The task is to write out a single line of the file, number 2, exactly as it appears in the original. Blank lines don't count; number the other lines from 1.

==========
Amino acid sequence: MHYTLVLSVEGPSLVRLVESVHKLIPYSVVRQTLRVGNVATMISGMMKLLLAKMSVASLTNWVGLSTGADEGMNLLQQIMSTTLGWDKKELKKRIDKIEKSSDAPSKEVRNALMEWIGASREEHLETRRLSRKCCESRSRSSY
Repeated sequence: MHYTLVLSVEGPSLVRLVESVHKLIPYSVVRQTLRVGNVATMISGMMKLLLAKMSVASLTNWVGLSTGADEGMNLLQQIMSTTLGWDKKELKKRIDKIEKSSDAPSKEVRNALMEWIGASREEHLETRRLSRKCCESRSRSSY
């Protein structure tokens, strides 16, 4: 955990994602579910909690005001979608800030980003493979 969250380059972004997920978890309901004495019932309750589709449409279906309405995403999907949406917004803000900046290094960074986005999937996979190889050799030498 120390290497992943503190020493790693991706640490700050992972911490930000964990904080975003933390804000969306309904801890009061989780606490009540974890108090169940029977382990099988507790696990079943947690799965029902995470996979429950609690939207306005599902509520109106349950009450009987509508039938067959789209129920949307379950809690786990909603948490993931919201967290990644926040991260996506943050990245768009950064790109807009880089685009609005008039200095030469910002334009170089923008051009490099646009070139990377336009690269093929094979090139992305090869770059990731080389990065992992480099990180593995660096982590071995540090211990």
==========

Repeated sequence: MHYTLVLSVEGPSLVRLVESVHKLIPYSVVRQTLRVGNVATMISGMMKLLLAKMSVASLTNWVGLSTGADEGMNLLQQIMSTTLGWDKKELKKRIDKIEKSSDAPSKEVRNALMEWIGASREEHLETRRLSRKCCESRSRSSY